So. Last week in Yarn, Spring, and All Good Things I talked about how excited I was about the two knitting classes I was attending. There was the class at my local library in which we would be working on the Linus Shawl. The next day there was the sock knitting class on our weekly Knit Night at Knit Witts, in which I would be learning how to do the Fish Lips Kiss Heel for the first time. I was excited, I was thrilled, I had managed to hold off on casting on any more projects knowing these two projects were coming.
I’m sure there is no one who cannot relate to the following statement: Well, that didn’t go as planned!
I was able to attend both classes and cast on both projects and make a start on them. Things kind of went downhill from there. I can’t really explain what it was. As I mentioned in my previous post the Linus Shawl wasn’t really going to be a challenge. I was attending the class more to enjoy the society of other knitters than for any other reason. I had bought some new gradient yarn for it that is really pretty and got to start on a lovely new set of needles that had just arrived. Win, win. However, in spite of the fact that this is a very simple pattern I kept finding bobbles and mistakes that were not easily fixed and I had to frog the shawl and begin again (I won’t tell you how many times). Perhaps, in this case, it was the result of using the very fine fingering weight yarn and US size 4 needles. This is to give it a light, airy texture rather than a more densely knit fabric. This seemed to make any gaps or issues far more obvious and I’m already a bit OCD when it comes to wanting my projects to turn out perfectly.
If this had been a somewhat complicated pattern I might have felt some irritation, but it would have seemed understandable. But when the vast majority of stitches were simple garter?! Let’s just say patience is not my virtue. This is not new.
This seemed to hold true with my sock project. We were told we could choose any basic sock pattern and begin it. The real instruction will begin when we are ready to start the heel. So I selected the Vanilla Latte sock pattern. This is a fairly simple pattern I had been planning to use anyway, so here was my perfect opportunity. Not only would I get a new pair of socks with this pattern, but I would get to try my 9 inch Hiya Hiya Sharps circulars. Now to be fair, I think I was already in a frustrated place because of the grief my shawl was giving me. I cast on this sock and began a very simple K2P2 ribbing pattern for the cuff. I was finding working with such small circulars a bit difficult, but I also knew it would simply be a matter of adjusting my technique to make it work.
I spent a good bit of my evenings on the shawl trying to get to a good place with it and not a lot of time on my socks. Finally, one evening I ripped out the shawl yet again. The next morning I picked up the sock to add to the cuff. It was a sad, skinny little cuff since it had not gotten much love from me. Not long into this I realized I was knitting with the tail rather than my working yarn. GRRRRRR!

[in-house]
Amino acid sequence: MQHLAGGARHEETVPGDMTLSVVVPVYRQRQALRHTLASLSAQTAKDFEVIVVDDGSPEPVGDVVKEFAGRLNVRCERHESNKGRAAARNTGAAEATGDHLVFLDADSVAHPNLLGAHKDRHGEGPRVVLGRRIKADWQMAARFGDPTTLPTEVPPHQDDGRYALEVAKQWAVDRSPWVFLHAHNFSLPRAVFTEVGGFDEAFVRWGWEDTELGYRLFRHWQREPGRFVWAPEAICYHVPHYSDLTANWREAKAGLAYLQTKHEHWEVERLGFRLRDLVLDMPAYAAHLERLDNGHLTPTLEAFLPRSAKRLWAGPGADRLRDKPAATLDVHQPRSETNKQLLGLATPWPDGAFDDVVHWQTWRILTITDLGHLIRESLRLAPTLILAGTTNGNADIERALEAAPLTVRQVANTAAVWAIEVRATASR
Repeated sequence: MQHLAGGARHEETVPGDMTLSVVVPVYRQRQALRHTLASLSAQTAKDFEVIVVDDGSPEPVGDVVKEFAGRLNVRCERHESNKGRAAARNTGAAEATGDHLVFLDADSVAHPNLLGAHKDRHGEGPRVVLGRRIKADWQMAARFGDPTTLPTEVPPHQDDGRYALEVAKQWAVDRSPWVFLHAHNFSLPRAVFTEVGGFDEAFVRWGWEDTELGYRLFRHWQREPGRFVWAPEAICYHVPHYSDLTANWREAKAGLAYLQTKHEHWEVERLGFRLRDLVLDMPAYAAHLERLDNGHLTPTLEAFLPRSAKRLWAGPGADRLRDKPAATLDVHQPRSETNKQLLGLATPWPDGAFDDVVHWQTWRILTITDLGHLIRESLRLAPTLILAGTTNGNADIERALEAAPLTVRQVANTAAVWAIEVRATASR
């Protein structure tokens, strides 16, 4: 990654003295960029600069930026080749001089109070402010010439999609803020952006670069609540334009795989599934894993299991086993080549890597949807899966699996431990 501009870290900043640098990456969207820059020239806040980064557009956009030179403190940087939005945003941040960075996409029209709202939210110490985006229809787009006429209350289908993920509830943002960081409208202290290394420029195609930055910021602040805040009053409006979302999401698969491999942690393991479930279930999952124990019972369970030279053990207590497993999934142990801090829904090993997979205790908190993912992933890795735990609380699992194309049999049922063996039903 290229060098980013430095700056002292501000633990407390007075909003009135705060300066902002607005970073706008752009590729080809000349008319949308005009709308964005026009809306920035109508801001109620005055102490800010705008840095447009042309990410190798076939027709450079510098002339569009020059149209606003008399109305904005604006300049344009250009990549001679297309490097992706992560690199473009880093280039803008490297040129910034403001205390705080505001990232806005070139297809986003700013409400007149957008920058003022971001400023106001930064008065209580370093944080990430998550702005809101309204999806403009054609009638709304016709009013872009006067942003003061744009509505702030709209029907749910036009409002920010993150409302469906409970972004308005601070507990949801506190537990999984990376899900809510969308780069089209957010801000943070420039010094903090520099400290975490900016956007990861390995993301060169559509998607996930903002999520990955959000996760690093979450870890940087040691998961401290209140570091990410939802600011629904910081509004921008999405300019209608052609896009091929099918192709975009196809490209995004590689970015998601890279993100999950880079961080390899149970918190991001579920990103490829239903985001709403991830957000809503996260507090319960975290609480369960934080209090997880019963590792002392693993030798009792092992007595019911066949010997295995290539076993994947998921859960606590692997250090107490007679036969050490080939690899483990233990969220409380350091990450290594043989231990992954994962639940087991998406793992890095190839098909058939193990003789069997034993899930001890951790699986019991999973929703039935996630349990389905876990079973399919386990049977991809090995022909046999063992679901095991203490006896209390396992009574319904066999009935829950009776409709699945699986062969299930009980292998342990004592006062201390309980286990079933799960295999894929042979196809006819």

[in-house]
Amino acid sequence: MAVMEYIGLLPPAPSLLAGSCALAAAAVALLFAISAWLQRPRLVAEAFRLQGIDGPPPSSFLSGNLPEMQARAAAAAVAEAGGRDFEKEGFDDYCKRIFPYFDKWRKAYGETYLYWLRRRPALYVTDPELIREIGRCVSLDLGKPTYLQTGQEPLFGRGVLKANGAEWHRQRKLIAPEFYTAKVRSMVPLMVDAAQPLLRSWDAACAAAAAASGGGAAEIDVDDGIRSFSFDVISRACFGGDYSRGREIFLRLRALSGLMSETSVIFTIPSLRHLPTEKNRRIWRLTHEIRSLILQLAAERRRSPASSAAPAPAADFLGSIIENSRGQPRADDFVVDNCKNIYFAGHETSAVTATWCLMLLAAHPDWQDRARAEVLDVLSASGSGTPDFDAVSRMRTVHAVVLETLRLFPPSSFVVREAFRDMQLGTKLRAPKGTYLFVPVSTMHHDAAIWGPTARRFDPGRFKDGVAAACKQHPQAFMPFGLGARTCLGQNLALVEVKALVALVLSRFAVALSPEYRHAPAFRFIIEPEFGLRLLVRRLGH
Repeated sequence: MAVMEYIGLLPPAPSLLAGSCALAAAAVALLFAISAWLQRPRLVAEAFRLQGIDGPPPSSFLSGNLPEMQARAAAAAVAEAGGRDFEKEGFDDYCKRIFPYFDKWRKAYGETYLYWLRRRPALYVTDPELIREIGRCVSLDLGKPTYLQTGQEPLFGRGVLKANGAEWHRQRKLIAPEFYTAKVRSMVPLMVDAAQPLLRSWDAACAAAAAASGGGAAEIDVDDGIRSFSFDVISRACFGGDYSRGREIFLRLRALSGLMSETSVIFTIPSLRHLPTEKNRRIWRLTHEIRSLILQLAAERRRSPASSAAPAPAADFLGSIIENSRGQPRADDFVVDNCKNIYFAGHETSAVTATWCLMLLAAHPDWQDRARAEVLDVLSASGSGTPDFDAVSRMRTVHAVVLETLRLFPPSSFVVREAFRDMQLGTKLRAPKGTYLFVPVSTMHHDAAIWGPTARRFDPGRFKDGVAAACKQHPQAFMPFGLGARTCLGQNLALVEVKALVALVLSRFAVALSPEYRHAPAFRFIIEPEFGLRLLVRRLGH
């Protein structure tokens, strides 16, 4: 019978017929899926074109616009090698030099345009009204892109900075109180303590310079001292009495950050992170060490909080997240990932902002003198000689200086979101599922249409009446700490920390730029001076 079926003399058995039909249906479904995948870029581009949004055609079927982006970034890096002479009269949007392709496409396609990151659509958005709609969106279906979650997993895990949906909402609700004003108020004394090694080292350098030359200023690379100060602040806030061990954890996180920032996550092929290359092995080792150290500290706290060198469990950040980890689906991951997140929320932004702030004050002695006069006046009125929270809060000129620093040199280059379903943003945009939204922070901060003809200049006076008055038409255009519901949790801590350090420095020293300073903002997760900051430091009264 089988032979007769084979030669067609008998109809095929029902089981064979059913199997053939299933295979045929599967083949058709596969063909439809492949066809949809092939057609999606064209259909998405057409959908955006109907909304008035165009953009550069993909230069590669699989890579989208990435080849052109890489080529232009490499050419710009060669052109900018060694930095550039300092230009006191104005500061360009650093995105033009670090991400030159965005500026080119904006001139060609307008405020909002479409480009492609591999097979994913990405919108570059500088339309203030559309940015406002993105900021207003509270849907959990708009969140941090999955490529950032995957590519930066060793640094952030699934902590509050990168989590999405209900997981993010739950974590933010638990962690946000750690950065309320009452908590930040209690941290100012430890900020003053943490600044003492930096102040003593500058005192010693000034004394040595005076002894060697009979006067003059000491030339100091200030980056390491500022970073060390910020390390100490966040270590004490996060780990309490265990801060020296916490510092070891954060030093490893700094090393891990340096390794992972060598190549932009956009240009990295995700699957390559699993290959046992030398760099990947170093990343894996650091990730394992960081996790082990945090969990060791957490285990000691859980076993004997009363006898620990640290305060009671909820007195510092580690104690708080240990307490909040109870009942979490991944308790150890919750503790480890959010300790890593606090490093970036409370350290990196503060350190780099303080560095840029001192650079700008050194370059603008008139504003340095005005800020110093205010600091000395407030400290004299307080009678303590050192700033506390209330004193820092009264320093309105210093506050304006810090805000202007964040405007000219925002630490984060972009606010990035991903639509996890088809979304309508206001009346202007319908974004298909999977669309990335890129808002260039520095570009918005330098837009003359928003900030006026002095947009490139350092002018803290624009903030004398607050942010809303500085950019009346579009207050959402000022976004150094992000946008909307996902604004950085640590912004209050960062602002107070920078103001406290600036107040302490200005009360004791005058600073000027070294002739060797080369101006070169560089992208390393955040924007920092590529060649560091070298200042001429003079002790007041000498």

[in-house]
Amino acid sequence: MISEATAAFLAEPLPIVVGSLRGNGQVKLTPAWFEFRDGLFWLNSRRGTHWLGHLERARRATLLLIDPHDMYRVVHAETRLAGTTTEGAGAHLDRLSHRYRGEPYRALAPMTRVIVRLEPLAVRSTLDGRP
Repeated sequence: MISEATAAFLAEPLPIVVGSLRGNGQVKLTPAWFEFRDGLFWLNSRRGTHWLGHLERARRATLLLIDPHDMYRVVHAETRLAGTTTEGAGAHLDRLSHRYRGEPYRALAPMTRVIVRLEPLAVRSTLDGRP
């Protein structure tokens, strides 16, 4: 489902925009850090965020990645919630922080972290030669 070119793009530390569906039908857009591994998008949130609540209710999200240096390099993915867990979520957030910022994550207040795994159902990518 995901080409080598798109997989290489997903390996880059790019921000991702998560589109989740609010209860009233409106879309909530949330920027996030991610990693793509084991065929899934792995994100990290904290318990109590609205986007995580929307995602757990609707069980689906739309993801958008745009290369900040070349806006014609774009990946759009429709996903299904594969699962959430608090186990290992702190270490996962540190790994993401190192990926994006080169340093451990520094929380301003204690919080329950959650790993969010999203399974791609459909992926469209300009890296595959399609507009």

On another day, in a calmer frame of mind, I would have simply tinked it back (Tink is Knit spelled backwards and simply means to knit back to a point where an error has occurred) and started again with my working yarn. But I was NOT in the mood! So this was frogged as well.
The thing that was bugging me most was that I have done similar and sometimes almost identical projects in the past with little to no problem. But if professional, published writers can have writer’s block, I guess it is reasonable to assume that I can get knitter’s block. Sometimes there’s just a wall there. You hit it, fall down, get up, brush off, and you start again.
This past week I was quoting Thoreau in an online conversation. “Go confidently in the direction of your dreams”. As I said then, “I’m not always great at doing it with confidence, but I am pretty good at doing it with determination”. (My Mom can tell you at length how “determined” I can be). My belief is that if I want it and I am determined to gain the skill the confidence will develop. Doing something I really want to do, even when I’m not feeling confident is my version of “Do it scared”.
I know this was just a short-lived schlump. I have begun the shawl again and this time we are doing just fine. Just before I sat down to write I re-cast on the sock and that is moving as well. But these hitches, stumbles and walls are a good check for me. They cause me to stop and ask. “Is this really what you want to do?” Since it really is and I know that it is, the simple answer is, “Well, let’s go then”.